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Æthelwulf (d. 858), king of Wessex (839–58). The son of Egbert (802–39) and father of four kings, the youngest of whom was Alfred the Great (871–99), Æthelwulf is a far from negligible figure in Anglo-Saxon history. He was a competent military leader, acting as a subking in the south-east in his father's lifetime (829–39), and conducting substantial campaigns against the Danes at Aclea in Kent in 851 and against the Welsh of Powys (in support of his Mercian allies) in 853. Much of his personal interest seemed, however, to lie in ecclesiastical directions. He made generous provision for the financing of churches (his Decimations), apparently in the form of grants of a tenth of royal lands into the hands of thegns empowered to transfer proceeds to religious foundations. In 855 he yielded his authority to his eldest son Æthelbald, and went on pilgrimage to Rome, possibly accompanied by his young son Alfred, who would have been about 6. Æthelwulf was away from his kingdom for a twelvemonth, and on his return with a Frankish princess as a bride (a young girl, Judith, held to be only 12 years old) he was forced to agree to a division of the kingdom with his own authority confined effectively to the south-east until his death in 858. Æthelbald then succeeded to the whole kingdom, and also, in spite of the fact that she was his stepmother, married Judith.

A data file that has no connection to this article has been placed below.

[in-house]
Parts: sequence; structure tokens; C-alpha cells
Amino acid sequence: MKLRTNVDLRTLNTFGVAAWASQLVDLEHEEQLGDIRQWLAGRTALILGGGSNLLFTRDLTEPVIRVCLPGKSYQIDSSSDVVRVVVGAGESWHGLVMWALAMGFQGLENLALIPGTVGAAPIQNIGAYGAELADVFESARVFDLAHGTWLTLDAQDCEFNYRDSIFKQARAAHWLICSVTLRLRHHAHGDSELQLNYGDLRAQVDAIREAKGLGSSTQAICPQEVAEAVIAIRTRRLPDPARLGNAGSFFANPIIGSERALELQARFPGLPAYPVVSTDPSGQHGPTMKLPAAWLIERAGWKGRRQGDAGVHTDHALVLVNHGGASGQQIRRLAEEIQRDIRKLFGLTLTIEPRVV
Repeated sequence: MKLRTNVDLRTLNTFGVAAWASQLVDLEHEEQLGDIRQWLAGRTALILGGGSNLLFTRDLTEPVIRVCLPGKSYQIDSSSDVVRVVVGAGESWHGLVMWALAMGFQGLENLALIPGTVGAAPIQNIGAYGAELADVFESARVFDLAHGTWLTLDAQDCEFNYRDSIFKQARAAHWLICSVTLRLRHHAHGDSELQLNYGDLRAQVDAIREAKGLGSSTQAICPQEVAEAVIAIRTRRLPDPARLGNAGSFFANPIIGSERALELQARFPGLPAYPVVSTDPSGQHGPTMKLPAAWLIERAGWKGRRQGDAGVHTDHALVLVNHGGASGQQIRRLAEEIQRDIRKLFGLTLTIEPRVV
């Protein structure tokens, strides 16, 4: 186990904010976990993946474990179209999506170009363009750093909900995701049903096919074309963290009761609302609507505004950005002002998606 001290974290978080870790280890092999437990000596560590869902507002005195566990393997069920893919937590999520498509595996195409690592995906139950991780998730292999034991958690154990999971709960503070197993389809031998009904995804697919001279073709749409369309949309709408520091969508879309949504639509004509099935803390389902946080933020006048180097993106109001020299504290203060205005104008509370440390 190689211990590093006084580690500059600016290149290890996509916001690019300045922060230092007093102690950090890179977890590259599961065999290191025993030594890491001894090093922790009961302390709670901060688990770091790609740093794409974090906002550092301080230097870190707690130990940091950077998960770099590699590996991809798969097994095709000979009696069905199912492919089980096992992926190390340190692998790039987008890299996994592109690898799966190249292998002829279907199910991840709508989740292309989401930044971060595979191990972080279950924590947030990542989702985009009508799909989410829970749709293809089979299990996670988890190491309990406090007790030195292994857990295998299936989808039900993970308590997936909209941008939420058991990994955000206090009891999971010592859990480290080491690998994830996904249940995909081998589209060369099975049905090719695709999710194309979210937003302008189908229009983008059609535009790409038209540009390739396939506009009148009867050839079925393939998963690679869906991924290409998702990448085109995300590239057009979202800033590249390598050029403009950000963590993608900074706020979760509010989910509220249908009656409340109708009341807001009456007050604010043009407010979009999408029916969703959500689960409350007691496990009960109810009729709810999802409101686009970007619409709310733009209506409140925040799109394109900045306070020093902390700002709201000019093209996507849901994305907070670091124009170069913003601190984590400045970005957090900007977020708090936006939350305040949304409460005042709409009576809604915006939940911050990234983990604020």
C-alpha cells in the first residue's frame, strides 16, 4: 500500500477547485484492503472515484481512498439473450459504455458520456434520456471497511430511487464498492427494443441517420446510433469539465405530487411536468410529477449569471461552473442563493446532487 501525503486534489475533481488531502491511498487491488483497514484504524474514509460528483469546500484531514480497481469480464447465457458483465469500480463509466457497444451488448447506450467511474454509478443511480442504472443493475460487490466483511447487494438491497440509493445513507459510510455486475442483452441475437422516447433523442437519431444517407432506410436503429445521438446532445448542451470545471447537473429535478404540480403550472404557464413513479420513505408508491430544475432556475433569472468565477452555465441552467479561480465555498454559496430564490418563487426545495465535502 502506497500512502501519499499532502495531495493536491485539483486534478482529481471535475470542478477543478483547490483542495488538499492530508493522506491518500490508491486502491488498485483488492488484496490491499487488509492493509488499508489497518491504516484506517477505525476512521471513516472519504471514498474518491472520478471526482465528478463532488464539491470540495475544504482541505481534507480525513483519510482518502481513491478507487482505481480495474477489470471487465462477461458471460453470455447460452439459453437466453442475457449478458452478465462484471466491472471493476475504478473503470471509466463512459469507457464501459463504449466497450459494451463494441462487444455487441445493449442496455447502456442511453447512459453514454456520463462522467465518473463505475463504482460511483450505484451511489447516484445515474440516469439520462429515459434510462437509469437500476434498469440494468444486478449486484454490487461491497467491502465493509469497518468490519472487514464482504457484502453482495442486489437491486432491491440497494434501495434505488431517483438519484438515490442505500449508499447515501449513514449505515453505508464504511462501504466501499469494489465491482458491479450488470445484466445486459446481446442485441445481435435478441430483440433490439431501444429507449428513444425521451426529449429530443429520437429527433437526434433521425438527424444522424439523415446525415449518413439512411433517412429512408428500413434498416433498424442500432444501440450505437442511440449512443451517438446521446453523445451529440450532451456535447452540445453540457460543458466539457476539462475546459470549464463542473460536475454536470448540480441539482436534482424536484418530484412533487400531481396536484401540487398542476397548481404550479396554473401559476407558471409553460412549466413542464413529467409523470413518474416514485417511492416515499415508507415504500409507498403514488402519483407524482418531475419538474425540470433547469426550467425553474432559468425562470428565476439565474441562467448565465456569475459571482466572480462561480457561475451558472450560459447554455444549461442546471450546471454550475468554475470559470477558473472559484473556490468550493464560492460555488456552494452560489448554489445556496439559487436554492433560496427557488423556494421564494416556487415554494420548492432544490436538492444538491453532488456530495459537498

Henry Loyn